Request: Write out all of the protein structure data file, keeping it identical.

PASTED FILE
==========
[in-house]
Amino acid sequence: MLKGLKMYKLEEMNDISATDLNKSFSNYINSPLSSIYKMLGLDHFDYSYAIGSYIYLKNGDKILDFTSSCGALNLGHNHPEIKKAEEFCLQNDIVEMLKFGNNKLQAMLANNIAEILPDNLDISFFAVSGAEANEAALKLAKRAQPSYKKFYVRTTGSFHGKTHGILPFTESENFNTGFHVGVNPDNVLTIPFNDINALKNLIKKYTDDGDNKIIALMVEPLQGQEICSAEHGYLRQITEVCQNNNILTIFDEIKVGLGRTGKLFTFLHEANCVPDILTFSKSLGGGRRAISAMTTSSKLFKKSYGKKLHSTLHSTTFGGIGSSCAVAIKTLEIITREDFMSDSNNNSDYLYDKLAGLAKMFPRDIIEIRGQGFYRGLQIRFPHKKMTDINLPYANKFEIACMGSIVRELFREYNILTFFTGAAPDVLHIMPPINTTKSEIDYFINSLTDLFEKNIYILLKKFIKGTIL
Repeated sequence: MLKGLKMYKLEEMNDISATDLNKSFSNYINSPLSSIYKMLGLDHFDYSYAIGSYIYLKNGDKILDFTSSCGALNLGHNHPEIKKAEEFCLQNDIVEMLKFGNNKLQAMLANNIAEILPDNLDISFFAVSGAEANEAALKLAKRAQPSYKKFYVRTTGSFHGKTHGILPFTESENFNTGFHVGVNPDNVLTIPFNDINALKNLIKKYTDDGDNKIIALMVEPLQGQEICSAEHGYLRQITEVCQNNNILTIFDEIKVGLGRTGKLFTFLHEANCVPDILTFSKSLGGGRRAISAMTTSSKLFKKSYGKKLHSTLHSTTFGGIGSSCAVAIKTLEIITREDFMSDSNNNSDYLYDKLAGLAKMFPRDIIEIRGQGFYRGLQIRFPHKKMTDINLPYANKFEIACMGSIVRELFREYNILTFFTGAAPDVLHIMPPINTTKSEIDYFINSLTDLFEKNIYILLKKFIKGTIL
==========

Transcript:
[in-house]
Amino acid sequence: MLKGLKMYKLEEMNDISATDLNKSFSNYINSPLSSIYKMLGLDHFDYSYAIGSYIYLKNGDKILDFTSSCGALNLGHNHPEIKKAEEFCLQNDIVEMLKFGNNKLQAMLANNIAEILPDNLDISFFAVSGAEANEAALKLAKRAQPSYKKFYVRTTGSFHGKTHGILPFTESENFNTGFHVGVNPDNVLTIPFNDINALKNLIKKYTDDGDNKIIALMVEPLQGQEICSAEHGYLRQITEVCQNNNILTIFDEIKVGLGRTGKLFTFLHEANCVPDILTFSKSLGGGRRAISAMTTSSKLFKKSYGKKLHSTLHSTTFGGIGSSCAVAIKTLEIITREDFMSDSNNNSDYLYDKLAGLAKMFPRDIIEIRGQGFYRGLQIRFPHKKMTDINLPYANKFEIACMGSIVRELFREYNILTFFTGAAPDVLHIMPPINTTKSEIDYFINSLTDLFEKNIYILLKKFIKGTIL
Repeated sequence: MLKGLKMYKLEEMNDISATDLNKSFSNYINSPLSSIYKMLGLDHFDYSYAIGSYIYLKNGDKILDFTSSCGALNLGHNHPEIKKAEEFCLQNDIVEMLKFGNNKLQAMLANNIAEILPDNLDISFFAVSGAEANEAALKLAKRAQPSYKKFYVRTTGSFHGKTHGILPFTESENFNTGFHVGVNPDNVLTIPFNDINALKNLIKKYTDDGDNKIIALMVEPLQGQEICSAEHGYLRQITEVCQNNNILTIFDEIKVGLGRTGKLFTFLHEANCVPDILTFSKSLGGGRRAISAMTTSSKLFKKSYGKKLHSTLHSTTFGGIGSSCAVAIKTLEIITREDFMSDSNNNSDYLYDKLAGLAKMFPRDIIEIRGQGFYRGLQIRFPHKKMTDINLPYANKFEIACMGSIVRELFREYNILTFFTGAAPDVLHIMPPINTTKSEIDYFINSLTDLFEKNIYILLKKFIKGTIL